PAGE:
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How to estimate DAC power in step response mode?

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Newbie level 6
Jan 6, 2011
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Hello guys. I recently need to design a circuit (no need for fabrication but need to make it technologically practical) which has the capability of outputing constant voltage pulses. The amplitude and width of the pulses should be controllable.

I am considering using DAC, however because I am not an analog IC designer there are several issues that I am not very sure about.

Q1. How to estimate the power consumption of the DAC in the my proposed scenario? I guess a datasheet generally specifies the power of a DAC at the state of outputing a steady sinusoidal signal, and the power is approximately propoertional to the sampling frequency. However in my scenario, the DAC does not work in continuous mode, rather, it may output a 10ns pulse every 100ns (I call it step response mode). How do I model the power consumption then?

Q2. Does the DAC power specified on datasheet usually include the power consumed by its load? I see some datasheet saying the DAC can output up to 5mA current, is this (5mA * R_load) power considered as part of DAC consumed power?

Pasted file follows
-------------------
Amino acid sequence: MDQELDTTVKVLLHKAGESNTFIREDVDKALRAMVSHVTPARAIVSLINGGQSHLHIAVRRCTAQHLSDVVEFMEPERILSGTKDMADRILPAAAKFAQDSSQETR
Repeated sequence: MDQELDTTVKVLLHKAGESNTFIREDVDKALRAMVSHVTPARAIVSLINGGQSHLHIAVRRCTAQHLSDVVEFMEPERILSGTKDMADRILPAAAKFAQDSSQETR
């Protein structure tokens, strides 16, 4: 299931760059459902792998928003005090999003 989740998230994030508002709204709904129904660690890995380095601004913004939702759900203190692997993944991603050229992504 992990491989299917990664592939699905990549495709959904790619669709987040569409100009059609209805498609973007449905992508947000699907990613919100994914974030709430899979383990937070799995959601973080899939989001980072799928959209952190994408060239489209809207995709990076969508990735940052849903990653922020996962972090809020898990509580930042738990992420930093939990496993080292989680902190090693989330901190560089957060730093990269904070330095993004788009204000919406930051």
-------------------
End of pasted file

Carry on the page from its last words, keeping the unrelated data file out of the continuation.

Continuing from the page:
Q3. What is the typical settling time of a DAC? Is it related to the sampling frequency? For example for a DAC capable of working at 1GHz, how long does it usually take to get a 95% close output voltage after the input is applied? (And besides, what is a typical settling time of an 1GHz ADC working in step response mode?)

Q4. Consider about state-of-the-art situation, for an 8-bit 1GHz DAC, what is the best power performance nowadays?

Any help is appreciated!

High speed DACs are operated with continuous clock, in so far the discontinuous or continuous nature of transmitted signal doesn't change much to it's power consumption. They are usually providing complementary current outputs, means that total output current is constant independent of signal magnitude.

Setting time of different types is probably different, a GS/s DAC may have rise/fall times in a 100 ps range and < 1% settling within 1 ns. But technology is still advancing in this range, you should really review data sheets of actual devices.

Circuits in the said speed range will preferably use 50 ohm impedance matching, the DAC output is at best 10 or 20 mA respectively 0.5 or 1 V. Depending on your application, getting the actual output signal can be more a problem of finding suitable wideband amplifiers.

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